The next four had a small strip box and square soft box respectively. Since a soft box provided a more diffused throw, the shadows were softer. 

Both sets utilized the same gray background, but you can change its shade by placing the model closer or farther away from it, and letting the lone key light under expose as you wish. 

Production Credits:

  • Make-up: Ara Fernando / Jet Babas
  • Styling: Model's Own / Raffy Tesoro
  • Models: Chelsea Robato / Karen Lima / Giulia Vaz


Emma Frost: A Concept Revisit

There are some characters that deserve revisits on a regular basis. 

Our first Emma Frost shoot was one of my favorites. It was a shot which hardly had any post production on it and relied pretty much on photography. Everything was shot on-location and the props were all provided. But as we amassed more shoots, Emma was a character which we felt needed to be revisited and added into the upcoming book. We had to shoot something new.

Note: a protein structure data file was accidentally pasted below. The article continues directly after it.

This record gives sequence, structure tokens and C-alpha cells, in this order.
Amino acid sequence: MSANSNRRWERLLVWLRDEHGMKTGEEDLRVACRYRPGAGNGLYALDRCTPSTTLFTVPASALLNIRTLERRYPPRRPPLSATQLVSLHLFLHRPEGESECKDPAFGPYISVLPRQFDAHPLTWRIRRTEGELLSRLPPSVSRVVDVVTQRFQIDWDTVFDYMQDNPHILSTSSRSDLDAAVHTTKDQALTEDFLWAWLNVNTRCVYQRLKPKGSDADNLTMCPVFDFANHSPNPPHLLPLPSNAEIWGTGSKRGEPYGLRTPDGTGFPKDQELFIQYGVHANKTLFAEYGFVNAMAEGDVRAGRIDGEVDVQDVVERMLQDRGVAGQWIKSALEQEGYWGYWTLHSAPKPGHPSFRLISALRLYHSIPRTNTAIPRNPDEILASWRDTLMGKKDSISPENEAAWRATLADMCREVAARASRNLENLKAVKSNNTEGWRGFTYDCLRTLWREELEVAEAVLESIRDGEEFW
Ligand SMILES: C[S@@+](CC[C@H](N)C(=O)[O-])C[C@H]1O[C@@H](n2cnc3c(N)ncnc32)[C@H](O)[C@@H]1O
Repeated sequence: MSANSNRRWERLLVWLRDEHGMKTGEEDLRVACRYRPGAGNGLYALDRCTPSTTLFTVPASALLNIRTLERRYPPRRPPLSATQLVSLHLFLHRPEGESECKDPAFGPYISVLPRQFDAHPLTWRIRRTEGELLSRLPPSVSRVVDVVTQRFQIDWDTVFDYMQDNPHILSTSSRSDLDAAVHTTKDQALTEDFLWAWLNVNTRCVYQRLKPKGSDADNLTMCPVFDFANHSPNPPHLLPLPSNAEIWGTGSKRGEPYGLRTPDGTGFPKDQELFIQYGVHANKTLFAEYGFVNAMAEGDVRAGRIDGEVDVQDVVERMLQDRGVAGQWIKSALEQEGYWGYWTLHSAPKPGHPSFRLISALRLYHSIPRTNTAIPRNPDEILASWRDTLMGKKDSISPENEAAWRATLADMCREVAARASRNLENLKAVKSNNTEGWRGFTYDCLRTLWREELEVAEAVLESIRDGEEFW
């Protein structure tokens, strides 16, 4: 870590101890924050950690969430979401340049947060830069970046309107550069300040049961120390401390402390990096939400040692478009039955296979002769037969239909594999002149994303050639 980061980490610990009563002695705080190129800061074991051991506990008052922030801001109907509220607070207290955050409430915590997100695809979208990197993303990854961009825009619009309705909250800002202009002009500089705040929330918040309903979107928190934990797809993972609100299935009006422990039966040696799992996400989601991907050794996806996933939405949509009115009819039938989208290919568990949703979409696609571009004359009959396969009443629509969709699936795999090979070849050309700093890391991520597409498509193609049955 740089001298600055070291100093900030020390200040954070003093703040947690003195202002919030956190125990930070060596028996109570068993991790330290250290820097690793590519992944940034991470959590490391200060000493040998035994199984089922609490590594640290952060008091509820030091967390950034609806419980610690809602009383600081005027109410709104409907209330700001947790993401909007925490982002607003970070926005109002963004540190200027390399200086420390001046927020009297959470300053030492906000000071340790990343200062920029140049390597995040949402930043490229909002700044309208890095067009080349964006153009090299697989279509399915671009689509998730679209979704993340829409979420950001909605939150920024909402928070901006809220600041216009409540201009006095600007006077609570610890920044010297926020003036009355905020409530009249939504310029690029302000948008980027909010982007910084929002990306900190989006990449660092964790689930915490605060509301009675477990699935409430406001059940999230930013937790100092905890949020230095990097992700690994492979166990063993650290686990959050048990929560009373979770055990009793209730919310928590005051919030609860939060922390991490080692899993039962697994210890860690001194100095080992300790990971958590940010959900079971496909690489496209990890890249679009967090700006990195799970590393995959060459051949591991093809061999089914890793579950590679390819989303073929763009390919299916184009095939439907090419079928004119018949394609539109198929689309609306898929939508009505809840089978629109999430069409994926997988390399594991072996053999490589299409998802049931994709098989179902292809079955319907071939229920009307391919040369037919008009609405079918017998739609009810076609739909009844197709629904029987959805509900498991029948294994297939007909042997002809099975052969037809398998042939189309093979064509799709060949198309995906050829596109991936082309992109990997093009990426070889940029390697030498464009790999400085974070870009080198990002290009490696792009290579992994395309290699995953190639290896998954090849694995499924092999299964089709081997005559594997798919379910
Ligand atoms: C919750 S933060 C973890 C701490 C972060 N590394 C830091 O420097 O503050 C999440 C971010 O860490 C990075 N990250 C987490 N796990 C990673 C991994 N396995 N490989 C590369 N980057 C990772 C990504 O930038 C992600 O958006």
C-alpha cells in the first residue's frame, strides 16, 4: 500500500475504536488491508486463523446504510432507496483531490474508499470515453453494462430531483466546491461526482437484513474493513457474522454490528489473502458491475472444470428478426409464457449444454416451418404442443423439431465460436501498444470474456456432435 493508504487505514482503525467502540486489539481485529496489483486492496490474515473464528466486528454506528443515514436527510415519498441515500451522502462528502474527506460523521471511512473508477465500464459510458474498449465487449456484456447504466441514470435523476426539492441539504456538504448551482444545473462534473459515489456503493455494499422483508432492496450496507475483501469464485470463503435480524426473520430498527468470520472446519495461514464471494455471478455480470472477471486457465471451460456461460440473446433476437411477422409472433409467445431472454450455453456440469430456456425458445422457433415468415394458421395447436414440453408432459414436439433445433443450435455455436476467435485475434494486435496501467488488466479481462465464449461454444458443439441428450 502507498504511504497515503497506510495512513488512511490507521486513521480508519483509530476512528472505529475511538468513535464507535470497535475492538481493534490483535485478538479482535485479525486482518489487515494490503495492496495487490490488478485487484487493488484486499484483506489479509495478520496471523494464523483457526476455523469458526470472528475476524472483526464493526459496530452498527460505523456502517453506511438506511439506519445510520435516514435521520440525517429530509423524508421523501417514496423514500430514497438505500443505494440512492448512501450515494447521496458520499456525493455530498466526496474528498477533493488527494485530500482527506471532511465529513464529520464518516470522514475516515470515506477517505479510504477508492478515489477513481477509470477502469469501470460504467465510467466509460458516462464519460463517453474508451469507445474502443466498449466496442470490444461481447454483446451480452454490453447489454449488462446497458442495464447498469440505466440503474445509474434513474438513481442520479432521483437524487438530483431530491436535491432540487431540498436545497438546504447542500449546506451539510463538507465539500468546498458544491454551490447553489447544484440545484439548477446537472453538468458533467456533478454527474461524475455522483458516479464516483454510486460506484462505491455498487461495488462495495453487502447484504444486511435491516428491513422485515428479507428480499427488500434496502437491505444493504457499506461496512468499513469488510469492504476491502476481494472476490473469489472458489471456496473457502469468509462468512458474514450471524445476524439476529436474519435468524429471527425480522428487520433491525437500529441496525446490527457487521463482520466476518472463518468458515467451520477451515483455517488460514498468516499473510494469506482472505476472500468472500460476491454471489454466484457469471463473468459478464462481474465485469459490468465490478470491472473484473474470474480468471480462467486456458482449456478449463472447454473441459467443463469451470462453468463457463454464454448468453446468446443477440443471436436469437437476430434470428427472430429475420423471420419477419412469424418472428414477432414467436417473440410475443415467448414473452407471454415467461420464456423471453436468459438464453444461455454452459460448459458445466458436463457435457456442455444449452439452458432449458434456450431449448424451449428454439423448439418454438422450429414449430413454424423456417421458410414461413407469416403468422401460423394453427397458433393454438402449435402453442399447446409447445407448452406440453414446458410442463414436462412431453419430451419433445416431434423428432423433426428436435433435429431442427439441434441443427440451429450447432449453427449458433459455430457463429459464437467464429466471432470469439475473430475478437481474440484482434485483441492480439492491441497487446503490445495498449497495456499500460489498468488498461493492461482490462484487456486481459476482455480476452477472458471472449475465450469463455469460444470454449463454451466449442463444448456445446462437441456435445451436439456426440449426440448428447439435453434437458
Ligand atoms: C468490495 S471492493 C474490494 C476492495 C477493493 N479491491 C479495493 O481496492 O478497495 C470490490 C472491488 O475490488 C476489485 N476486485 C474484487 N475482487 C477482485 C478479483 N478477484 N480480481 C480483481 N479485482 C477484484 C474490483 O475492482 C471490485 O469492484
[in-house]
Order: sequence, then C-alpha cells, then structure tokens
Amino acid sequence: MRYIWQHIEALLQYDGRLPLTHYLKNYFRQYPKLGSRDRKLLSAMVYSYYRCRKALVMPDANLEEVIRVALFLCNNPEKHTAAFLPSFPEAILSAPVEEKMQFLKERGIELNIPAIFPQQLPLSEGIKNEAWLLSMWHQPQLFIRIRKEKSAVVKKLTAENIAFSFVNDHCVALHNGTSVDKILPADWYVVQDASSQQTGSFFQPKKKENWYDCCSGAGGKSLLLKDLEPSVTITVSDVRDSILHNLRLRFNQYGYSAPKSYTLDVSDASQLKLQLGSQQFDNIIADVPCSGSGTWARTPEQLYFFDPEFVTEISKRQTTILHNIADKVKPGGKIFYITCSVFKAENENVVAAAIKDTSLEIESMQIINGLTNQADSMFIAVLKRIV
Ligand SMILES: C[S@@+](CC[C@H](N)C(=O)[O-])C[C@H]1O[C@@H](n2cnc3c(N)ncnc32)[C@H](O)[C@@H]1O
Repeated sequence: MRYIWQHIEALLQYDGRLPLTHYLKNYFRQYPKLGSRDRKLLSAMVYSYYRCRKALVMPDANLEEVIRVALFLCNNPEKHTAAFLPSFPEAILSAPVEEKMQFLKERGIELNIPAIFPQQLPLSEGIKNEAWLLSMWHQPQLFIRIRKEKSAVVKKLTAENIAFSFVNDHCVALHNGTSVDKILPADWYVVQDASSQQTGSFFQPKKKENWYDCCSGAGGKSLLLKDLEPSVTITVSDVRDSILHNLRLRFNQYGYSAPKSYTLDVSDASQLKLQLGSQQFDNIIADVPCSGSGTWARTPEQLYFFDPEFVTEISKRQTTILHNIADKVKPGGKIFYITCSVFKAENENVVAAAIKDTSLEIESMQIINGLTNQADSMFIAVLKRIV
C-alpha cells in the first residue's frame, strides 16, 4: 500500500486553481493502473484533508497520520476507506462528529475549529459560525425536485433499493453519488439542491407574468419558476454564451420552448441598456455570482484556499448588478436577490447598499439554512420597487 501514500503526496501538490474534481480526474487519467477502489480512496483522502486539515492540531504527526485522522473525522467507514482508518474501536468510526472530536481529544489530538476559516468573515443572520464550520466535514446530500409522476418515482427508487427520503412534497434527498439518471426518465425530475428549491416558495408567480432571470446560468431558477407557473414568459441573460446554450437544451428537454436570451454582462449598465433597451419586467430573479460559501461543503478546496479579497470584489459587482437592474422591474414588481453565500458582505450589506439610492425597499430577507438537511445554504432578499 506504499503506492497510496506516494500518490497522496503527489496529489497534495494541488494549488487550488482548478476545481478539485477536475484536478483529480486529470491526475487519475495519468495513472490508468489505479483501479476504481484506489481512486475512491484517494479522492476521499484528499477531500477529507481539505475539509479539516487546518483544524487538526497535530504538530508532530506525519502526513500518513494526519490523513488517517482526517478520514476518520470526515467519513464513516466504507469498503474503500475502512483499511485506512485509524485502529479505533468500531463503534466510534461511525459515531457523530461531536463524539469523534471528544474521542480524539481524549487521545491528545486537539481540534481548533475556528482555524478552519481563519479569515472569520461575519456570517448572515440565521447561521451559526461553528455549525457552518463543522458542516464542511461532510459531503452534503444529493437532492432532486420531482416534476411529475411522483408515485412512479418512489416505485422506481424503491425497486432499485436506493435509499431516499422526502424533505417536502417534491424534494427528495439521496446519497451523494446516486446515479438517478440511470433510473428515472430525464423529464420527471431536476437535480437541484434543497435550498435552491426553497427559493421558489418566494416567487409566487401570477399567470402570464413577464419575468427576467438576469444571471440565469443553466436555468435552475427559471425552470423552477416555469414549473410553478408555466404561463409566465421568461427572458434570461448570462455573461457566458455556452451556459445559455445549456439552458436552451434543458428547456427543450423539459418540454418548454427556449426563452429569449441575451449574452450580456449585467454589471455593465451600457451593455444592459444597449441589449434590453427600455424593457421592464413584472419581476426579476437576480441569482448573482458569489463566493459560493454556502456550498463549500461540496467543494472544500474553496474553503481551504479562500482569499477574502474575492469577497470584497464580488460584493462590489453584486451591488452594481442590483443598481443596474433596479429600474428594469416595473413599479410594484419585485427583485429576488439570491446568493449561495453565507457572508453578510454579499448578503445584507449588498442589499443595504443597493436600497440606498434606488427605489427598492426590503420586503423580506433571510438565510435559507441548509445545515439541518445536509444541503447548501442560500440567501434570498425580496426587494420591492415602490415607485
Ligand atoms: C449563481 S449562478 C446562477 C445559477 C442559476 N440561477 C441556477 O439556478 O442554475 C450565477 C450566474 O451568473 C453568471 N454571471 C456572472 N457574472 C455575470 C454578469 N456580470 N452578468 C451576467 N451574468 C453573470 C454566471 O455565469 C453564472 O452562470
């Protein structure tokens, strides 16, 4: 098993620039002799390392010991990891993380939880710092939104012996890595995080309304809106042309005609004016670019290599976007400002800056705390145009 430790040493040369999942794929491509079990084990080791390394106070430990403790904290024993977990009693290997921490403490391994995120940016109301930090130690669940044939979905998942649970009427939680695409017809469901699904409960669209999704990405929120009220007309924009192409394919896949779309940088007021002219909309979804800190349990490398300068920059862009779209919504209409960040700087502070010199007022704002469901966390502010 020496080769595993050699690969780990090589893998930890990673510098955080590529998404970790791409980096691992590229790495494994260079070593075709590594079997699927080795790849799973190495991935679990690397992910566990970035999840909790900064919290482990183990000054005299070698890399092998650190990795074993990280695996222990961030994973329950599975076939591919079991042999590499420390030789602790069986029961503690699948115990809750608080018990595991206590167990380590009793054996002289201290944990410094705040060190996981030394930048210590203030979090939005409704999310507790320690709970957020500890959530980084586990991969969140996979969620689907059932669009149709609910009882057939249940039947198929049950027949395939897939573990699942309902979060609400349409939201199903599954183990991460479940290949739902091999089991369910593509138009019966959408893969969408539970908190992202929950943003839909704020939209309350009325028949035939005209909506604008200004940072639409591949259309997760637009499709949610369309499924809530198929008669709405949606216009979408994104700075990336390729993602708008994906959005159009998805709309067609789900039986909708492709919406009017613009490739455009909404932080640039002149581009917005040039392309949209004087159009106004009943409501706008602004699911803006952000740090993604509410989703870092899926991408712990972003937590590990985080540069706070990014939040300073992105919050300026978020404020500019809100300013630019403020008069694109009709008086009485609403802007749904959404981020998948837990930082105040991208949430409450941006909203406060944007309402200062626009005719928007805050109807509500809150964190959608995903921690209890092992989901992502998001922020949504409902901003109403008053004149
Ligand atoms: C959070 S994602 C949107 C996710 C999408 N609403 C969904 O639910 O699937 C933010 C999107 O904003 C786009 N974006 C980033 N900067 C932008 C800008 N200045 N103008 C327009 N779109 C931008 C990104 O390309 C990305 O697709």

Elements from the 1st costume were still applicable in the new shoot, which also shaved down some of the cost in producing it. Props from other shoots were also reused into the scene (e.g. candelabras, curtains, and wooden wall). We also thought of paying homage to another Jim Lee Marvel card piece. Of course, we still wanted to inject some personal touch into the final look and feel of the image. 

And so, here's the latest Emma in a larger size for your convenient perusal.

Make-up: Ara Fernando
Styling: Hannah Kim
Costume Production: Badj Galias-Genato
Art Direction: Gelo Lico
Production Design: Raffy Tesoro
Digital Imaging: Ghani Madueno
Model: Lindsey Joy

Special thanks to Lightroom Corp. and Benro (Philippines)


Tokyo: Inspiration City